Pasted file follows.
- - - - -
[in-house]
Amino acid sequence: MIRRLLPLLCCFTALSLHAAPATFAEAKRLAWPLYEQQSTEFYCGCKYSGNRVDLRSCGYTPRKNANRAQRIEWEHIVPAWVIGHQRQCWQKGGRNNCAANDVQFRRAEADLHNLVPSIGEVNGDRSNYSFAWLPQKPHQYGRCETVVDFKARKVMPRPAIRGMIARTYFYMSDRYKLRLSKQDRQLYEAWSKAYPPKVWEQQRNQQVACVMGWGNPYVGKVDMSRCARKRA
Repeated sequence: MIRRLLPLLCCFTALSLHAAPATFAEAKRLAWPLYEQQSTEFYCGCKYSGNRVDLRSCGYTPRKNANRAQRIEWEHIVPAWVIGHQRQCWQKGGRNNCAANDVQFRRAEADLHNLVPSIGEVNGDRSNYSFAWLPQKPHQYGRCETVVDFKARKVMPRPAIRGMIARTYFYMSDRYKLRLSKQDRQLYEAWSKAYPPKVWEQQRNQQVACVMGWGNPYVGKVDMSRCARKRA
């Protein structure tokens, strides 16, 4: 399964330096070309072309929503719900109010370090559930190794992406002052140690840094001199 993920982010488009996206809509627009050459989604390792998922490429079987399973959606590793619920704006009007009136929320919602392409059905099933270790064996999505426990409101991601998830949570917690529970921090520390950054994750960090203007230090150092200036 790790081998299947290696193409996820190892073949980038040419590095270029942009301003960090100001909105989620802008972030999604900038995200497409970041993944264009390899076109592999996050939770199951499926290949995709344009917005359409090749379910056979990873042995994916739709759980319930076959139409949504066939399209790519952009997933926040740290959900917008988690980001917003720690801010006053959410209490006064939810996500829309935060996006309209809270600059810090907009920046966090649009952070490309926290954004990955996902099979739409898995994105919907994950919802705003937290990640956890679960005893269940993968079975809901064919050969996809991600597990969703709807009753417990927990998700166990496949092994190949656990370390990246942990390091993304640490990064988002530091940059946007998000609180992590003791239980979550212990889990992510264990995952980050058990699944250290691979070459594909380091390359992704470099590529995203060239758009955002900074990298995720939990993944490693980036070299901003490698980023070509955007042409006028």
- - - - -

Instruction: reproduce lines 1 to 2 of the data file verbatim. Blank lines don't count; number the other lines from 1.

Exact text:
[in-house]
Amino acid sequence: MIRRLLPLLCCFTALSLHAAPATFAEAKRLAWPLYEQQSTEFYCGCKYSGNRVDLRSCGYTPRKNANRAQRIEWEHIVPAWVIGHQRQCWQKGGRNNCAANDVQFRRAEADLHNLVPSIGEVNGDRSNYSFAWLPQKPHQYGRCETVVDFKARKVMPRPAIRGMIARTYFYMSDRYKLRLSKQDRQLYEAWSKAYPPKVWEQQRNQQVACVMGWGNPYVGKVDMSRCARKRA